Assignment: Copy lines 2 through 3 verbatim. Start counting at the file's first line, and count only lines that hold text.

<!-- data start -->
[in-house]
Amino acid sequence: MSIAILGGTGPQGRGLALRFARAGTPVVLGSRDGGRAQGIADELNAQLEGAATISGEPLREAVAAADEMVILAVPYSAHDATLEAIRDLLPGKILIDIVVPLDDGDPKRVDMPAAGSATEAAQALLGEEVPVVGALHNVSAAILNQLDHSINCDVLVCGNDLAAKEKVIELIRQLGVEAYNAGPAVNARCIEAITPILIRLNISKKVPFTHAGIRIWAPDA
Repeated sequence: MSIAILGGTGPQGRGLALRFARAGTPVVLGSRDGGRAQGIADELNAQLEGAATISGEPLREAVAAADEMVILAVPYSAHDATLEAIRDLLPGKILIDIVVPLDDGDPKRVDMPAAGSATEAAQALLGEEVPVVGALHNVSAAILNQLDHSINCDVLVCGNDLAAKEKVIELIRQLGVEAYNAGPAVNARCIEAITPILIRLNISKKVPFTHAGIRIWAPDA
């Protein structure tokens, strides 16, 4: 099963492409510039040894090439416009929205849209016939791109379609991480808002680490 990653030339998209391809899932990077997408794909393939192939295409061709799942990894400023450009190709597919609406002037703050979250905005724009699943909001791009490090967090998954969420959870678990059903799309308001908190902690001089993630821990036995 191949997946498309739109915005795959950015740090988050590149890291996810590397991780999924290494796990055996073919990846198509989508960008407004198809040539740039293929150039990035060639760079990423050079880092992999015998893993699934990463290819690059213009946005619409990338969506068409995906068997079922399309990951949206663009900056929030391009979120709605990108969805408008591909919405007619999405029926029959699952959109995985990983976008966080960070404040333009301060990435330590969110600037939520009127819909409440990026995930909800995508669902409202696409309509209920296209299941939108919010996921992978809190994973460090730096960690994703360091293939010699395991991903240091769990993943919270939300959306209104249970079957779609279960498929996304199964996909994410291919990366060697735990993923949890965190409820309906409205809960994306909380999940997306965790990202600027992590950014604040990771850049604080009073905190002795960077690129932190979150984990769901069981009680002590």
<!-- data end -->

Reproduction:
Amino acid sequence: MSIAILGGTGPQGRGLALRFARAGTPVVLGSRDGGRAQGIADELNAQLEGAATISGEPLREAVAAADEMVILAVPYSAHDATLEAIRDLLPGKILIDIVVPLDDGDPKRVDMPAAGSATEAAQALLGEEVPVVGALHNVSAAILNQLDHSINCDVLVCGNDLAAKEKVIELIRQLGVEAYNAGPAVNARCIEAITPILIRLNISKKVPFTHAGIRIWAPDA
Repeated sequence: MSIAILGGTGPQGRGLALRFARAGTPVVLGSRDGGRAQGIADELNAQLEGAATISGEPLREAVAAADEMVILAVPYSAHDATLEAIRDLLPGKILIDIVVPLDDGDPKRVDMPAAGSATEAAQALLGEEVPVVGALHNVSAAILNQLDHSINCDVLVCGNDLAAKEKVIELIRQLGVEAYNAGPAVNARCIEAITPILIRLNISKKVPFTHAGIRIWAPDA